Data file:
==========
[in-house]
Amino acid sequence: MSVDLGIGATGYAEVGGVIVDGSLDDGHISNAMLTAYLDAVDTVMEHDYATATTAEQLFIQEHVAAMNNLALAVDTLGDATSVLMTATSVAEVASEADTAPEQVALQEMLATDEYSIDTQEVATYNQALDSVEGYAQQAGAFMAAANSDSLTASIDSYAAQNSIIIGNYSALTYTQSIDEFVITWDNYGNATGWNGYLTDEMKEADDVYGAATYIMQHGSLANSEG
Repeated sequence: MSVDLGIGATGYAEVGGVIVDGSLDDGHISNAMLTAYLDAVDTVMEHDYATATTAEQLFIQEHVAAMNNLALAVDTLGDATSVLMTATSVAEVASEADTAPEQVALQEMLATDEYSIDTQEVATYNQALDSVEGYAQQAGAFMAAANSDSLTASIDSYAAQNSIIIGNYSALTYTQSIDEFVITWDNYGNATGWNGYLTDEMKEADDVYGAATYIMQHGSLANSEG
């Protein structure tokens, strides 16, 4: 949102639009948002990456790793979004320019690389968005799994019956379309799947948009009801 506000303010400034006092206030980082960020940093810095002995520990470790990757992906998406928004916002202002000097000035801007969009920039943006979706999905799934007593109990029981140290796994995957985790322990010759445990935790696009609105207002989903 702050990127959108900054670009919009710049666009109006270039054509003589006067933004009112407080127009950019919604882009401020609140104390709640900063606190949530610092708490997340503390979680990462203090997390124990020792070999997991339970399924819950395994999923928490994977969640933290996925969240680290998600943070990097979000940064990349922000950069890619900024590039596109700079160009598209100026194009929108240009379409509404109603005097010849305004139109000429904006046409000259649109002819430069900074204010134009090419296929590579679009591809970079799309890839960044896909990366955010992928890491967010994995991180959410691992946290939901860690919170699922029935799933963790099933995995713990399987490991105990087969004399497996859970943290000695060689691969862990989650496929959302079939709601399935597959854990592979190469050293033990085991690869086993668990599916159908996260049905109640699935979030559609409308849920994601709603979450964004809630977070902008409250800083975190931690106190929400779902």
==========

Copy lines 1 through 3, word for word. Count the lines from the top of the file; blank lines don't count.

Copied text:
[in-house]
Amino acid sequence: MSVDLGIGATGYAEVGGVIVDGSLDDGHISNAMLTAYLDAVDTVMEHDYATATTAEQLFIQEHVAAMNNLALAVDTLGDATSVLMTATSVAEVASEADTAPEQVALQEMLATDEYSIDTQEVATYNQALDSVEGYAQQAGAFMAAANSDSLTASIDSYAAQNSIIIGNYSALTYTQSIDEFVITWDNYGNATGWNGYLTDEMKEADDVYGAATYIMQHGSLANSEG
Repeated sequence: MSVDLGIGATGYAEVGGVIVDGSLDDGHISNAMLTAYLDAVDTVMEHDYATATTAEQLFIQEHVAAMNNLALAVDTLGDATSVLMTATSVAEVASEADTAPEQVALQEMLATDEYSIDTQEVATYNQALDSVEGYAQQAGAFMAAANSDSLTASIDSYAAQNSIIIGNYSALTYTQSIDEFVITWDNYGNATGWNGYLTDEMKEADDVYGAATYIMQHGSLANSEG